Los Angeles County's chief executive officer unveiled a $23.3 billion proposed budget Monday that closes a $221 million gap mostly through one-time solutions, while avoiding new furloughs or laying off county workers.
Even though it represents a $1 billion drop in spending compared to last year, Chief Executive Officer William Fujioka called the plan a "balanced budget without a critical reduction in services of any sort, and (one that) also avoids any major layoffs."
But he also acknowledged that it does not factor in potentially dramatic cutbacks in funding from the state and federal governments that have yet to be determined.
Fujioka's plan to eliminate the deficit includes $35.7 million in operational spending cuts and $184.3 million in "one-time budget solutions."
The latter includes cobbling together surplus money that did not get spent last year from various projects, using certain local taxes to support programs in unincorporated cities, and creating a new financing structure for capital programs.
Fujioka also eliminated 257 vacant positions, leaving the county with 101,039 positions overall, and projected increases of 5 percent in sales tax revenue, 0.76 percent in property tax revenue, and 1.8 percent in investment earnings.
Supervisor Zev Yaroslavsky criticized the extensive reliance on one-time budget solutions.
"My main concern is that we continue to rely heavily on one-time revenues to meet our operating budget and this is not a sustainable course," he said.
Fujioka conceded the county's budget is vulnerable to state and federal cutbacks, but said he could not anticipate how much of an impact those would have, since budget deliberations are still ongoing.
"If we were to go through an analysis of every single iteration, every single version, not only of the federal but also the state budget, we'd be changing something every week," he said.
To date, however, he estimated the state already has cut $336.4 million in funding to county-administered health and social services programs, including Medi-Cal, CalWORKS and mental health services.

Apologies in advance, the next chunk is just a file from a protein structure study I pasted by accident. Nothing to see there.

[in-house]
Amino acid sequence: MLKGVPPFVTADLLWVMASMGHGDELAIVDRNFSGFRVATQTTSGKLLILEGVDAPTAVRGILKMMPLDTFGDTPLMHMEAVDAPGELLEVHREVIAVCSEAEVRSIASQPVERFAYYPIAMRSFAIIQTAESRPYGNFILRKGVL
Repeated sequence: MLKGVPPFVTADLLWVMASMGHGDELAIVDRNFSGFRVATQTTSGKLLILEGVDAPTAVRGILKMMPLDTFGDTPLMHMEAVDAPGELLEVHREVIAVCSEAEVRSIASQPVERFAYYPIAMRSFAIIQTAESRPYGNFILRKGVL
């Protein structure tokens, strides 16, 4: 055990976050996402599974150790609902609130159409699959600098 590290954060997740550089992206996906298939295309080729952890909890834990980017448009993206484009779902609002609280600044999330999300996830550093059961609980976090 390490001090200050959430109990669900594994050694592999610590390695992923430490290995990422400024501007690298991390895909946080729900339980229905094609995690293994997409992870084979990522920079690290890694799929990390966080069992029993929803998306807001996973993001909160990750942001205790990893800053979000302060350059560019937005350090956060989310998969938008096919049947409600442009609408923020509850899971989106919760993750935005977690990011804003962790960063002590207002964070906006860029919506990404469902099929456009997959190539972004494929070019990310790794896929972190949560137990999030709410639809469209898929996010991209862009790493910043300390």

Fujioka said any further cutbacks would have "a horrific impact."
"What you'll see is providers throughout the whole county who will stop seeing Medicare and Medi-Cal patients as a consequence," he warned. "If (patients) don't have that option, their only choice is to come to the county. We are the facility of last resort, and we already have long lines in our emergency rooms because of unemployment and people losing their health care."
Yaroslavsky urged the state government to resolve its budget crisis, calling it "a cloud that's hanging over all of local government in California."
"This is not a close call," Yaroslavsky said. "The governor proposed a budget that was based half on cuts and half on extending the temporary taxes for another five years, and they're one or two votes short in the Legislature of getting that done."
"The longer they wait, the more uncertainty there is on the rest of us in the state," he added. "It makes it impossible for us to properly plan and manage not only our fiscal affairs, but makes it harder for us to fulfill our mission."
Supervisor Don Knabe also expressed frustration over the uncertainty.
"For years we have been prudent, saving for the bad times in the good times," he said. "While the global economic crisis is certainly impacting us, we are not facing the dramatic shortfalls, massive program cuts and severe layoffs of other levels of government.
"We have been steadily making cuts and reviewing our operations," he added. "Unfortunately, we now have to worry about others who haven't been as disciplined."
Yaroslavsky warned that the county budget is "really getting down to the bare bones."
"Layoff and furlough avoidance is only possible so long as we have adequate reserves and the economy turns around and we have adequate revenues," he said